Located on Main Street in Chester, Vermont, you can find this perfect little Snecked Ashlar home. The building technique is very local and can be found in just a handful of towns in central Vermont. Scottish-born masons from Canada introduced the technique to local masons while erecting a mill in nearby Cavendish in 1832, and within a few years, the first stone structure in North Chester village was built by local masons. Soon after, the local school, church and other homes were all constructed the same way. This home outside the Stone Village district was built later than almost all other examples in town. It features Federal and Greek Revival detailing with a central fluted fan at the door and large gable-front roof.
The James Paul House in Durham, NH, stands out as a rare example of stone construction in town. The house was built between 1830 and 1840, and is transitional Federal/Greek Revival in style. It has four tall chimneys (two on each slope of the roof), granite lintels over the windows, and granite quoins at the corners which together, create an elegant composition. Tragically, James Paul died unexpectedly when removing the staging on this house, he was never able to live in this beauty. The home was occupied by two reverends of a local church.
Lexington Farm was built by Elisha Wright Watkins (1805-1886) in around 1835, and was operated as a dairy farm until the 1980’s. Today, the property consists of a snecked ashlar stone farmhouse, cow barn, horse barn and tractor barn, grouped together at the southern extremity of the village of Felchville (also known as Reading). The farmhouse and barns are situated next to a waterfall on a tributary of the Black River, and are surrounded by pastures, hayfields and extensive woodland. A couple decades after Watkins’ death, the property was purchased by Alonzo Goddard. It stayed in that family and was eventually willed to Errol Locke in 1923. Errol, by trade, wasn’t a farmer. He was a Harvard-educated man who graduated there in 1913. Eventually, he went to work for a company called General Radio, which was founded in Cambridge, Massachusetts, in 1915. He started as a clerk, and 37 years later, he retired as president. The company, by that time, had moved to Concord, Massachusetts, which we know, thanks to the important events of April 19, 1775, is not too far from Lexington, where Locke lived. He renamed the Watkins Farm, Lexington Farm, seemingly as a tribute to his home town in the Bay State. In 2009, the Hall Art Foundation began the process of converting Lexington Farm to museum-quality galleries. The former dairy farm’s location and existing structures were ideally suited for this purpose. After approximately three years of restoration, renovation and refitting, Lexington Farm was transformed to approximately 6,000 sq. feet of exhibition space.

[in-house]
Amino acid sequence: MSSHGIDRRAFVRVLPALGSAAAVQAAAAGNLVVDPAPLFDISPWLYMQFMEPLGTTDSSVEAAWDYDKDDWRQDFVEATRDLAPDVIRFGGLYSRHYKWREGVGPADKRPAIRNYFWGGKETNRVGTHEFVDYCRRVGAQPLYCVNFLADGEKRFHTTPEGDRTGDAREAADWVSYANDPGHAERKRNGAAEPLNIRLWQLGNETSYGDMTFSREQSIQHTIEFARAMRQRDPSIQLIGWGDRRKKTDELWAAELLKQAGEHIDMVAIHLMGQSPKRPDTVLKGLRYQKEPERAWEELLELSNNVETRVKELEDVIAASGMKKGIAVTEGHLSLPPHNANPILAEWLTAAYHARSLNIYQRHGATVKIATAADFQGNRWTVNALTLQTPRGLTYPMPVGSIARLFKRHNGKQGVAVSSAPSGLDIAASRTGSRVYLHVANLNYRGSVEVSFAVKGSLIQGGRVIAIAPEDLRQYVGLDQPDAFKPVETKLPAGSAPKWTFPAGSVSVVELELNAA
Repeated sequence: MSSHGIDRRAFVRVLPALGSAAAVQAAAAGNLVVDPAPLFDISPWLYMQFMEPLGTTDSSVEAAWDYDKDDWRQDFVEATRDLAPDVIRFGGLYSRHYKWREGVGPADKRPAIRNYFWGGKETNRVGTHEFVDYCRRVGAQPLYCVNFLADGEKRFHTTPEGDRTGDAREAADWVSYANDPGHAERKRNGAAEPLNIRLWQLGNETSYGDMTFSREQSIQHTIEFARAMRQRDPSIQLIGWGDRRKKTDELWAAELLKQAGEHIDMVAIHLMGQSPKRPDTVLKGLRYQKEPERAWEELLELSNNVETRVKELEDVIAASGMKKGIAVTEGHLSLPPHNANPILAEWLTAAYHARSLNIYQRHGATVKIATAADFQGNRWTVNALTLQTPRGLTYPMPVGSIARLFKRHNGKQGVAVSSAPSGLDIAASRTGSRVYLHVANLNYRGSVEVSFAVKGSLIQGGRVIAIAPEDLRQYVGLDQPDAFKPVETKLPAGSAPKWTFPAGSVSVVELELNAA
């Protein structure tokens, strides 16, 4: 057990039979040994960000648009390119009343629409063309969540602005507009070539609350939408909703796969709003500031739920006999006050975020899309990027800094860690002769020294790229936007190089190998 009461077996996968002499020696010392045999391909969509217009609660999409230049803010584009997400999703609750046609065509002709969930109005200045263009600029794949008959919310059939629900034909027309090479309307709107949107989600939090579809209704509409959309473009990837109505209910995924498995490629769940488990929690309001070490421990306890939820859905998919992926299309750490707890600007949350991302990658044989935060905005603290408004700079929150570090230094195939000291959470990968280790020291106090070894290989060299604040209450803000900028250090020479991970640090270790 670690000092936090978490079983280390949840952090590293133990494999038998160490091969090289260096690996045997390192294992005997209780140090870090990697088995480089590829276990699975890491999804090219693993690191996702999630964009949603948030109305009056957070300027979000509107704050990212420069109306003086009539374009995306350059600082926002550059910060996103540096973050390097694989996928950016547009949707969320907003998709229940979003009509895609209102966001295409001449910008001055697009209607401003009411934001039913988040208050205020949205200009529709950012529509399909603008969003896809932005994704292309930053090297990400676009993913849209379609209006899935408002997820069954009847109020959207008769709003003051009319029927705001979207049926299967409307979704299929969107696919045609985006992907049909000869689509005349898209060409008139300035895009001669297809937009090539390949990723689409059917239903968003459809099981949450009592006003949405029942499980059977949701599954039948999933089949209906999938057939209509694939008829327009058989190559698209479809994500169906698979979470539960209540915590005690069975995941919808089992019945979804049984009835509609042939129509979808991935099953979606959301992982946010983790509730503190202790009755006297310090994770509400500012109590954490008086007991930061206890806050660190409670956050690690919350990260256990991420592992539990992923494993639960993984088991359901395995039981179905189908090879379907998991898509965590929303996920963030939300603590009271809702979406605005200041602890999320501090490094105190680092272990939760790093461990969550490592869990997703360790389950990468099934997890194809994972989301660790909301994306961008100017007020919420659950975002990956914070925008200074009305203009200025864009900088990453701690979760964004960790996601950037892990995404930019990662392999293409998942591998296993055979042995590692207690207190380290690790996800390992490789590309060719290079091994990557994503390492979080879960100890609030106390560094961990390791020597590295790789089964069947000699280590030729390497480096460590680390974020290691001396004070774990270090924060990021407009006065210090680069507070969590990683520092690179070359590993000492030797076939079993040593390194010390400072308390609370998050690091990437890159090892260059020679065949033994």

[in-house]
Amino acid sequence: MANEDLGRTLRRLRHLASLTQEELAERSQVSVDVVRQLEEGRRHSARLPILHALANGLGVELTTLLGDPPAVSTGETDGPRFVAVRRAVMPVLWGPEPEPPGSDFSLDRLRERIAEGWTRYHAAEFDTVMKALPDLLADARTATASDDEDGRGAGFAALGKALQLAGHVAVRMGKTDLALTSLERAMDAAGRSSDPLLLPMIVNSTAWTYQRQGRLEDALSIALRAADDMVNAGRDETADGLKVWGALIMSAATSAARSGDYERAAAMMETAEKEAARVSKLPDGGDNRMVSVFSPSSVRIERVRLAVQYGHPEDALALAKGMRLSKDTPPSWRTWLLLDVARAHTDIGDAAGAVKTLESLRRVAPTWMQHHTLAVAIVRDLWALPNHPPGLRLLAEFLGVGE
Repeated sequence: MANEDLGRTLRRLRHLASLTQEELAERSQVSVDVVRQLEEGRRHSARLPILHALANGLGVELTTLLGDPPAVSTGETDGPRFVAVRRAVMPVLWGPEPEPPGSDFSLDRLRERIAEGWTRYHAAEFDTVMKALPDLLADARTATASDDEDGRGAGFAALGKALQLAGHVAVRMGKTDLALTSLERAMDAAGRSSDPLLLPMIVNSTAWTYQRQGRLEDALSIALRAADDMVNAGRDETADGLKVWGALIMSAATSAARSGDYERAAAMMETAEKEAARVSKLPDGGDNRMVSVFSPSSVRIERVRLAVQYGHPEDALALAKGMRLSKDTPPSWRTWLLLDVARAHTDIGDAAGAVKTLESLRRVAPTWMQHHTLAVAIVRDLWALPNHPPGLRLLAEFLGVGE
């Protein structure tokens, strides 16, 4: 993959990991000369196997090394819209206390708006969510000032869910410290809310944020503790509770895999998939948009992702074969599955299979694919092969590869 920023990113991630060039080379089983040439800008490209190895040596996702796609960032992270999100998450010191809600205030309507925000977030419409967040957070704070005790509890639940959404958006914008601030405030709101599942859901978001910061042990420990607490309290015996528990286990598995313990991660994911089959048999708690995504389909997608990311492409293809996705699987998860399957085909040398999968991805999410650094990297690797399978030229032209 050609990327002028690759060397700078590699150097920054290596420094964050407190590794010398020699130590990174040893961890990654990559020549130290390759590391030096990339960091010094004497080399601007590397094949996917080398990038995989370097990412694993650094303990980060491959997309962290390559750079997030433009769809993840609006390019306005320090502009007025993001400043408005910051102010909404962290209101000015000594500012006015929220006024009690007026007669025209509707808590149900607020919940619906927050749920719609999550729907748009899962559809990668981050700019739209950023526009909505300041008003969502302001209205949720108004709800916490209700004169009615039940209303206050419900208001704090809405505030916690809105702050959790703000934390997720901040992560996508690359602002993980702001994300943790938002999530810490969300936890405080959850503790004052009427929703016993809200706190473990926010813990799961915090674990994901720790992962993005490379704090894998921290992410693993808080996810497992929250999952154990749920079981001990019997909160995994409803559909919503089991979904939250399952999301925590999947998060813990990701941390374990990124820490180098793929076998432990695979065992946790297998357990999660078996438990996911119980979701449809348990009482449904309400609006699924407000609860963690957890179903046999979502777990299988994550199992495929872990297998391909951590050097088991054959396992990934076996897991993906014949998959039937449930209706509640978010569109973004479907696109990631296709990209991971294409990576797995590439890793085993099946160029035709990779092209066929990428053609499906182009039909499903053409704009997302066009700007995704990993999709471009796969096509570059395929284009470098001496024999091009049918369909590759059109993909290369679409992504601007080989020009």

In the early 1830s, skilled masons from Scotland and Ireland came to central Vermont to work on building projects. A number of these workers, mainly from the Aberdeen area, and specialized in a specific building style in which plates of stone are affixed to a rubblestone wall. This method of bonding stonework is so prevalent in Scotland and Ireland it has been referred to in some journals as ‘Celtic Bond’, but in Vermont, it is known as “snecked ashlar”. The mixture of stone sizes and colors produces a strong bond and an attractive finish. This home is a rare example in the state, which is estimated to have about 50 of these homes left. I could not locate any information on the owners of the home, but the house has seen better days, with the wooden front porch shifting away from the main house. Also, if you look closely, you can see the original wood shingle roofing breathing under the sheet metal roof!